Maximising law firm marketing
6 February 1998
11 June 2014
24 September 2013
23 April 2014
28 February 2014
11 November 2013
Even smaller practices need to invest time and money in marketing themselves effectively. David Laud explains how. David Laud is head of the marketing function at Jacksons.
There is nothing special about marketing a medium-sized firm in the regions.
In my experience there is no basis for the idea that the size of the firm or its geographical location somehow defines the marketing plan. A properly structured and professionally delivered marketing strategy will work just as well for a sole practitioner as for the world's largest practice.
My previous employer, AT&T, has more than 300,000 staff worldwide and there are no significant differences in the issues which it faces and those faced by the law firm where I currently work - Jacksons - which has 150 staff and is based in the North East. Those issues are customer satisfaction, service, quality, pricing, diverse competition, and the application of appropriate technology.
That said, the legal profession currently offers marketing professionals a rich seam of employment opportunities. But how do you know if he or she is doing a good job if you have never employed a marketing manager before?
Needless to say, marketers are natural salespeople, who are very good at selling the product they know best - themselves.
There are several pointers for marketing a law firm, be it big or small, based in Banff or Bognor.
First, marketing is not simply about promoting. Hospitality bashes and brochures are all well and good but on their own they will not improve the business to any great extent.
A recent survey carried out by Jacksons revealed that more than 70 per cent of clients were not interested in hospitality. Those who did express an interest wanted an event which offered them a business benefit, such as a seminar or a networking opportunity.
The effective marketer needs to combine creative and analytical skills to develop a strategic plan which is innovative and quantifiable.
The marketing plan should form the blueprint for the organisation, and include its strategic and tactical plans broken down to client level. This, in turn, should run in parallel with the financial, human resource, training and IT data of the firm.
An important lesson for the marketer to remember is that working with a partnership of solicitors can be very different from other types of commercial organisations. On top of that, the marketer, who is often working alone or in a small team, needs allies to deliver the plan. A one-to-one session with each partner will help to identify his or her assessment of the firm's marketing strategy. This also allows the marketer the chance to get the whole firm's support for future plans.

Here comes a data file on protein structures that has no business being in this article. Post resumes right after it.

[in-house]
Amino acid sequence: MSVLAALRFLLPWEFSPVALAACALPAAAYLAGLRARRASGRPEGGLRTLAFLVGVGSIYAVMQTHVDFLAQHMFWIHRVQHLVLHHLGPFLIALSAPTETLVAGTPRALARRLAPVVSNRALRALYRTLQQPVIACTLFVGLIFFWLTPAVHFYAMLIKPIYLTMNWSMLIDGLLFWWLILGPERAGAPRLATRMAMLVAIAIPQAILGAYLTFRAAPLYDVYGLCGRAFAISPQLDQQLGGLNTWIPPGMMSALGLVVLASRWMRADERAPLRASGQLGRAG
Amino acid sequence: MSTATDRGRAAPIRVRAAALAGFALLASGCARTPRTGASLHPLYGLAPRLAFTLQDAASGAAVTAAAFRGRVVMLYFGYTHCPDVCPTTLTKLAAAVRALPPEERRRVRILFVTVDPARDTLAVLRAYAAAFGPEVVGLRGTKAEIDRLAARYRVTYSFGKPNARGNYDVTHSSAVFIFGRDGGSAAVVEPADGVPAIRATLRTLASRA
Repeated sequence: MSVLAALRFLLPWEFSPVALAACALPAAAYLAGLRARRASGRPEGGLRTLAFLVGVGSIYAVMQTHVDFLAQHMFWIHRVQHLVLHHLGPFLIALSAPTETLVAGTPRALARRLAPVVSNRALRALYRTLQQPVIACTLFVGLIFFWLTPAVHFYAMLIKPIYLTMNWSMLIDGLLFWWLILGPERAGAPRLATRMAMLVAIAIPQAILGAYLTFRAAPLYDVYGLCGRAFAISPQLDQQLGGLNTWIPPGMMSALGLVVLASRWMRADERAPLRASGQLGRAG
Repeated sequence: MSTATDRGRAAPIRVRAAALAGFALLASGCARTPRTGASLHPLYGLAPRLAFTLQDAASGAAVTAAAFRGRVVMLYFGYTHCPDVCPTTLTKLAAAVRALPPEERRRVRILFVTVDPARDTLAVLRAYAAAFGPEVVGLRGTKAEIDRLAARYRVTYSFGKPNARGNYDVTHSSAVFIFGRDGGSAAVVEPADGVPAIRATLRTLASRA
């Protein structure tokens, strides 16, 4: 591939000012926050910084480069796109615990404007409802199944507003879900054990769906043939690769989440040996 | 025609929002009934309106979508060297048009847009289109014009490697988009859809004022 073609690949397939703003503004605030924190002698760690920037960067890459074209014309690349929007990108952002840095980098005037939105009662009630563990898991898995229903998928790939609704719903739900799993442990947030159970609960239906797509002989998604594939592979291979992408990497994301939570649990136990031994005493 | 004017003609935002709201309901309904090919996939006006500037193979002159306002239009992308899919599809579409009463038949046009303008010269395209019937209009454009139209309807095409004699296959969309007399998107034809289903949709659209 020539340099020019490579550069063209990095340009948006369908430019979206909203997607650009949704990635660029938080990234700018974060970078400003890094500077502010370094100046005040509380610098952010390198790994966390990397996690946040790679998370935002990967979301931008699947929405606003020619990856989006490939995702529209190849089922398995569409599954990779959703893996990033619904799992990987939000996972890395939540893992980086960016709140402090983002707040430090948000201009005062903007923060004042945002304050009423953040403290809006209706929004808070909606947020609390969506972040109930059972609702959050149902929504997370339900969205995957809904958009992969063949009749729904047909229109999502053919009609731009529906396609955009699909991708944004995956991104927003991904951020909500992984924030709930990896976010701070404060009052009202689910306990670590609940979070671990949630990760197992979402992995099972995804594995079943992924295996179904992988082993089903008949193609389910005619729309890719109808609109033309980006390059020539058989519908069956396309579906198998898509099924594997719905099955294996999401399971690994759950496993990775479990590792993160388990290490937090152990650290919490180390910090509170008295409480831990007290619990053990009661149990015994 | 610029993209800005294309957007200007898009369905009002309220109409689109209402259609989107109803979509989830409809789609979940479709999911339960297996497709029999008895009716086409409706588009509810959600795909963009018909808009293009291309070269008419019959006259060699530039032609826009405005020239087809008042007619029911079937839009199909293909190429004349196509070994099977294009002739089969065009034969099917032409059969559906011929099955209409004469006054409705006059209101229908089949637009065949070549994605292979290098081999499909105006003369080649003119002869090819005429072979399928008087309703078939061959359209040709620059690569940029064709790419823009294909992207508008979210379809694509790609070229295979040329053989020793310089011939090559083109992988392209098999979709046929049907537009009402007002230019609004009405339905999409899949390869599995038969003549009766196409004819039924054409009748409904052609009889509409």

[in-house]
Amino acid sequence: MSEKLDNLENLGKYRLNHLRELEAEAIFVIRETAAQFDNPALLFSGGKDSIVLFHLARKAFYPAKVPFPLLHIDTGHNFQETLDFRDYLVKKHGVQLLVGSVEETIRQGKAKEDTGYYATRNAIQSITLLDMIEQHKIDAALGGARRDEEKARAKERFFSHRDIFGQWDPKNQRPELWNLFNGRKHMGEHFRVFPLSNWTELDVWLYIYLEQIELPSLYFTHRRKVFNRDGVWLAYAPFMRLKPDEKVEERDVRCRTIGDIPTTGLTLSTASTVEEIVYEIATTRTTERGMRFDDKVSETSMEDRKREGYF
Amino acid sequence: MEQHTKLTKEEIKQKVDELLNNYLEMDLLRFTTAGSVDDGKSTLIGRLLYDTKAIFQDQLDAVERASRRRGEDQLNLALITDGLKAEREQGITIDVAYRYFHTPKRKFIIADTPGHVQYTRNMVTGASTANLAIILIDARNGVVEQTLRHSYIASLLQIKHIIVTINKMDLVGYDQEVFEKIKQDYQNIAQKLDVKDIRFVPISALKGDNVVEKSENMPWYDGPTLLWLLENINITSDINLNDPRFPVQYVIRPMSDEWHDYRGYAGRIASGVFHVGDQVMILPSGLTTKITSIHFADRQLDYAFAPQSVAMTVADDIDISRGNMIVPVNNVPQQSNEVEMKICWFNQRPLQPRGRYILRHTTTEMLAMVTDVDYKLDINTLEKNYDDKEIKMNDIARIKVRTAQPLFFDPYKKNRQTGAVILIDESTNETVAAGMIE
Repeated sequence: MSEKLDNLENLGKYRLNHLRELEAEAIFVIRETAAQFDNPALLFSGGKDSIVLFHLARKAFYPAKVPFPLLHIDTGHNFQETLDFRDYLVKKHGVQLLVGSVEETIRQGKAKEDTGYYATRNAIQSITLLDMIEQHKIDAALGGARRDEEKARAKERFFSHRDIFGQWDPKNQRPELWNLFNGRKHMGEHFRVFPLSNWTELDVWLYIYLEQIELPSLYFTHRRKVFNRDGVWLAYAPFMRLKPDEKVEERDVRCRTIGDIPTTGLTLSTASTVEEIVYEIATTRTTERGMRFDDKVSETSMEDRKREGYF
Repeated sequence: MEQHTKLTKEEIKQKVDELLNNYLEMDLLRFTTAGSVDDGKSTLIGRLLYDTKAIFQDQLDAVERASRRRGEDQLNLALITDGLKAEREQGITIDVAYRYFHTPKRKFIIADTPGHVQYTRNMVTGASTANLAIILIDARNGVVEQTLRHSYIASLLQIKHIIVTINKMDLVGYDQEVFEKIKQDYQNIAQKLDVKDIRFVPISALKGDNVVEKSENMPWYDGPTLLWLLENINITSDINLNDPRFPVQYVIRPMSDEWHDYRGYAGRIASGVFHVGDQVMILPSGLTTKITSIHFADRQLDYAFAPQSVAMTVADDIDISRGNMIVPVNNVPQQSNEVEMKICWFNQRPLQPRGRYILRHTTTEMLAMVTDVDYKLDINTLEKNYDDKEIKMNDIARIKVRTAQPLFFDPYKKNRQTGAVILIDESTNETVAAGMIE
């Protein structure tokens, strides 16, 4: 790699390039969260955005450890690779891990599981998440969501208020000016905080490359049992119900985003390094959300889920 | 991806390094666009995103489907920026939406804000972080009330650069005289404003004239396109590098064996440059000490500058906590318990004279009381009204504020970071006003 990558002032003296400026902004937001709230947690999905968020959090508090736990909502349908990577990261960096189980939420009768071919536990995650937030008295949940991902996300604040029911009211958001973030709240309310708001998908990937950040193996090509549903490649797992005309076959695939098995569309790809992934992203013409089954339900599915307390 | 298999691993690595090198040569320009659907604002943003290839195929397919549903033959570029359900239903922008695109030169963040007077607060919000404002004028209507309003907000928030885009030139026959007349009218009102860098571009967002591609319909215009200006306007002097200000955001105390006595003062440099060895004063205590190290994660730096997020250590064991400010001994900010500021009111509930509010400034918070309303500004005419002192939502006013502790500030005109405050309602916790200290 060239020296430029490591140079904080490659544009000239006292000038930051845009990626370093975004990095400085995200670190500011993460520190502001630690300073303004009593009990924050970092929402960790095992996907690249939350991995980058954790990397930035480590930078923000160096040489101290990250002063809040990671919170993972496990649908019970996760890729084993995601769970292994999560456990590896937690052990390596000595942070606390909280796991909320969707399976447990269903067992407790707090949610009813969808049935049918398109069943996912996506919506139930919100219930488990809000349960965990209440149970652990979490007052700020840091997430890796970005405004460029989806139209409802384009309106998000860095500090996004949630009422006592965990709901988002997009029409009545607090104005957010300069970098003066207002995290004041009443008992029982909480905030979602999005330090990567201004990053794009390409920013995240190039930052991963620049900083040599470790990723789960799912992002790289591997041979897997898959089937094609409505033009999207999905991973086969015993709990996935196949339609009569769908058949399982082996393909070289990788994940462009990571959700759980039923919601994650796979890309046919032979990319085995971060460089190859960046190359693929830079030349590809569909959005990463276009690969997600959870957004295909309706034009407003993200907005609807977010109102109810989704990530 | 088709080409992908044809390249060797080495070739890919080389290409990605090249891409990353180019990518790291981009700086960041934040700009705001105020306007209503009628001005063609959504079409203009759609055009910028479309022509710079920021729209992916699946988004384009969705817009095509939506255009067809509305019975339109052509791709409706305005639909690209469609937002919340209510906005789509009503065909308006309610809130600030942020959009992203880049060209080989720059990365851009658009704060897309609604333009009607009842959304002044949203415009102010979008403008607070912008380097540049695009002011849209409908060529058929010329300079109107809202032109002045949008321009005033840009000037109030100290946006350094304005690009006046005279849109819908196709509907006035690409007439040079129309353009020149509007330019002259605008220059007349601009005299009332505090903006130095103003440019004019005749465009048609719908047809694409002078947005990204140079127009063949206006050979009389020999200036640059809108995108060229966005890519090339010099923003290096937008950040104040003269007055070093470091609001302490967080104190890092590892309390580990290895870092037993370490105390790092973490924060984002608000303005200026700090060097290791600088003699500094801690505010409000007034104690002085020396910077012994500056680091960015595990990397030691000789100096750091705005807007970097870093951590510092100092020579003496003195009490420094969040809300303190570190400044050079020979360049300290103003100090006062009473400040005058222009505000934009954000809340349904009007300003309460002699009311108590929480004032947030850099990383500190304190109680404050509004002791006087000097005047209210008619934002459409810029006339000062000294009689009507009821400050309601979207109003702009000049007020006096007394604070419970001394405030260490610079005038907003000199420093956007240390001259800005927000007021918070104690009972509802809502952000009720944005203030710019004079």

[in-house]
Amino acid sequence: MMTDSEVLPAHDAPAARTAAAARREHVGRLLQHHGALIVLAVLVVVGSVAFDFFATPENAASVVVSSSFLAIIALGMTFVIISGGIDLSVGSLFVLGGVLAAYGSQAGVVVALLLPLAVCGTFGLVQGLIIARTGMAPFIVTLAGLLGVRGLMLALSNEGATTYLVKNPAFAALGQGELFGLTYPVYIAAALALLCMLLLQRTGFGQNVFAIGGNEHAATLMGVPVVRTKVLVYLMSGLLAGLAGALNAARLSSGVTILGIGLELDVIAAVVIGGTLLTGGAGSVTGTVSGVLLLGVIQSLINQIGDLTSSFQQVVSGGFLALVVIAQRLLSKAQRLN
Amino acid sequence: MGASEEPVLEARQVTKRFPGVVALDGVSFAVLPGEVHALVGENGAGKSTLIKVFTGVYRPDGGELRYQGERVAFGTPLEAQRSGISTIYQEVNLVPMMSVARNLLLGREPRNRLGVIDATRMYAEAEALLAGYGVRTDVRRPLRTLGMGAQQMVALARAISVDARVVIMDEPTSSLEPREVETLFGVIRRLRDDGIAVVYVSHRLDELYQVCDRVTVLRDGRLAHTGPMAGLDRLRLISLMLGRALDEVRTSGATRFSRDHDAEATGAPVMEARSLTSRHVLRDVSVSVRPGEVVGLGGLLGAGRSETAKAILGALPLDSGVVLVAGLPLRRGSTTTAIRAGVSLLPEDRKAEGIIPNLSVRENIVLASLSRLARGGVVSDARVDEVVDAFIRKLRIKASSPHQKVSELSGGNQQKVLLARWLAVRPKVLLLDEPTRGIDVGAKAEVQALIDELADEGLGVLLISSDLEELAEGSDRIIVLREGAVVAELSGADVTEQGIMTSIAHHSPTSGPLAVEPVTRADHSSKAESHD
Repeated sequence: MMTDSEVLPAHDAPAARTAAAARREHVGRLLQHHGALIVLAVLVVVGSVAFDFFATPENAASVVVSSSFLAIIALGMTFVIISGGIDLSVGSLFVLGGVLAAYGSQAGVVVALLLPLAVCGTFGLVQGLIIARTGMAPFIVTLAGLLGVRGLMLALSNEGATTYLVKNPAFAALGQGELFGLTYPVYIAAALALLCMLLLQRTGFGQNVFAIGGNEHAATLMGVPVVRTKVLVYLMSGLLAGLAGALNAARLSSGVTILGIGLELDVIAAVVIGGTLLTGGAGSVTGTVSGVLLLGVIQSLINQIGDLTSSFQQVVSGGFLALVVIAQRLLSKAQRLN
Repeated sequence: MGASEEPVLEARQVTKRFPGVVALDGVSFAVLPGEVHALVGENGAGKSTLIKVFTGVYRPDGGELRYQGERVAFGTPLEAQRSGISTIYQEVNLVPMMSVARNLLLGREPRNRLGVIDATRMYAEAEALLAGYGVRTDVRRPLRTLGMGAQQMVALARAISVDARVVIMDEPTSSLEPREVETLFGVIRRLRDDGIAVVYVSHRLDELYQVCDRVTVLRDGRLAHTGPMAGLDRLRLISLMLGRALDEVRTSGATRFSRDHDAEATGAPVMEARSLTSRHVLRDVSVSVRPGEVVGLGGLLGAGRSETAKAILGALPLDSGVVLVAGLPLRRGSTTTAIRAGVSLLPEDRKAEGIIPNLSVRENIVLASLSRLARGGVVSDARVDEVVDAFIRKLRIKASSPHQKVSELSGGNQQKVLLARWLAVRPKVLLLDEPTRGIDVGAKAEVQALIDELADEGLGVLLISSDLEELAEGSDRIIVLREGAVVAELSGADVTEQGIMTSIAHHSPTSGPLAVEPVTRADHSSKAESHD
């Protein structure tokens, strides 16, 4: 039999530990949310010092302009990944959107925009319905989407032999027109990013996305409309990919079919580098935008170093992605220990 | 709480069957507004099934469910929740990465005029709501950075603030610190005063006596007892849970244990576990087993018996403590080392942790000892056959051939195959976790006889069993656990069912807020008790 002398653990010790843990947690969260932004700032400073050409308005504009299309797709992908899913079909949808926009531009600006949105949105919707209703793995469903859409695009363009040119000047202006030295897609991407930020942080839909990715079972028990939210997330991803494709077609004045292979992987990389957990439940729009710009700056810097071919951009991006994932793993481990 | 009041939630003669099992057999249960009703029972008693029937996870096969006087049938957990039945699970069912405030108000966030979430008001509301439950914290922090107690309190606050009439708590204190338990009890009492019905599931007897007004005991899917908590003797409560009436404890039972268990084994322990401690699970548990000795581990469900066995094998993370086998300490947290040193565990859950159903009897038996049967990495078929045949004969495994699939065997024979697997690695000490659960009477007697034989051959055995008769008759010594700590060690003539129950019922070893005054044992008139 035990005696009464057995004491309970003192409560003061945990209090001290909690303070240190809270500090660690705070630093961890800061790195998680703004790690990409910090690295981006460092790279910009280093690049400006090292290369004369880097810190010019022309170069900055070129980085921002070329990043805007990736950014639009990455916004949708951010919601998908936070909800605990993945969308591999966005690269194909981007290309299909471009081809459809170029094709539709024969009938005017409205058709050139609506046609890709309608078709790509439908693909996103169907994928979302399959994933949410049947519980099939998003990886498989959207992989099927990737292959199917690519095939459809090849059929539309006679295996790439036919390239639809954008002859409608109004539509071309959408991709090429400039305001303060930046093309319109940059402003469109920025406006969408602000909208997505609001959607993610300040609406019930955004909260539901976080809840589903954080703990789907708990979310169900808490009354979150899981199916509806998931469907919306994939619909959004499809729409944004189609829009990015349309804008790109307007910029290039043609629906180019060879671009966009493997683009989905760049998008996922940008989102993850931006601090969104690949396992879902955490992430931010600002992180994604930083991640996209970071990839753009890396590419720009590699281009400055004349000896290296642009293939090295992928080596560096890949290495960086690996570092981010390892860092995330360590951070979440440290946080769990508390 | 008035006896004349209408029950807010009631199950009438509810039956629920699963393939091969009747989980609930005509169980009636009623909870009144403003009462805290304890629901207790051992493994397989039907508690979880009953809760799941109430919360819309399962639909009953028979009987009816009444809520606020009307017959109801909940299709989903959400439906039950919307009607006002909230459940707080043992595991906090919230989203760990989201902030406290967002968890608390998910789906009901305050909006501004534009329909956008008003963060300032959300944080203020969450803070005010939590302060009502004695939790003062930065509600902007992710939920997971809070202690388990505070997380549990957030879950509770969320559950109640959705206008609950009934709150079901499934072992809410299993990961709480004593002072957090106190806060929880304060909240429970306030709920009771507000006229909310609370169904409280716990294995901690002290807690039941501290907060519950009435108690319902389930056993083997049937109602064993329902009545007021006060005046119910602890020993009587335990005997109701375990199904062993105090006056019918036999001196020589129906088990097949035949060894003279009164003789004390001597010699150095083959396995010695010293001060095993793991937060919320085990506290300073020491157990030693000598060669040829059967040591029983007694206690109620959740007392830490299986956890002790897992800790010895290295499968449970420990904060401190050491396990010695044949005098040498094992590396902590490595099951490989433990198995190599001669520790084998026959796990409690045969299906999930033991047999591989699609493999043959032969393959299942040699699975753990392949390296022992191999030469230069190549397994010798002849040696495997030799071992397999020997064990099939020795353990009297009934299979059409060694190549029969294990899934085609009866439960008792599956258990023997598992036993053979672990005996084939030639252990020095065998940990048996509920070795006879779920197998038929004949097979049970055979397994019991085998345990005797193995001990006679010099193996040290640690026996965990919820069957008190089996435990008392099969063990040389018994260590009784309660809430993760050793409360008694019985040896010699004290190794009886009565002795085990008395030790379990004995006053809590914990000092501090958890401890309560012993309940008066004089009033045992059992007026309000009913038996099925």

Practices should not be worried about letting their marketing manager get near to their clients. Most have sales experience which can bring an additional professional touch to selling the firm's services.
Clients will often have a lot in common with the marketer and are likely to be keen to see an improvement in the services being provided to them through an active interest in their particular business.
But the million-dollar question is how can you measure whether the marketing manager is doing a good job? Given the time lag between instruction and payment, straight analysis of bills delivered in the first or second year of appointment will not necessarily give a true picture.
Independent market research can provide a good yardstick for some basic issues, such as awareness of the firm in the outside world, the strengths or weaknesses of the service it offers, individual profiles in the target sectors and relationship influences.
Holding seminars and carrying out research on delegate satisfaction can also provide a useful measure of marketing effectiveness.
For a more accurate evaluation of his or her effectiveness, the marketer should undertake the equivalent of a 24,000 mile motor service of the strategy's achievements after about two years. In other words, a comprehensive analysis of markets, trends and results to determine the success or failure of the strategic initiatives.
The proof of the pudding is in the eating. In 1994, independent market research showed that only 11 per cent of the business community was aware of Jacksons when asked to name a number of commercial law practices in the North East. Following the implementation of a strategic plan, that figure had risen to 47 per cent by the end of 1997.
There is no great mystery as to why these figures are so positive. They are simply evidence of how marketing as an independent resource can help raise the profile of your firm, instead of relying purely on goodwill and the networking capabilities of overworked partners.
Success comes down to having clear objectives, a strategic plan and a winning team. Most competitive commercial organisations rely on an active and professional sales force to deliver increased revenue. A law firm is no different, except that instead of a sales force, there are fee earners.
The only thing that remains certain in the commercial world is that firms can expect constant change. This can be viewed either as a continual threat to their existence or as a multitude of exciting opportunities.
The future shape of legal service provision may be unclear at present, but remember that, whatever the plans for your firm, "the best way to be ready for the future is to invent it".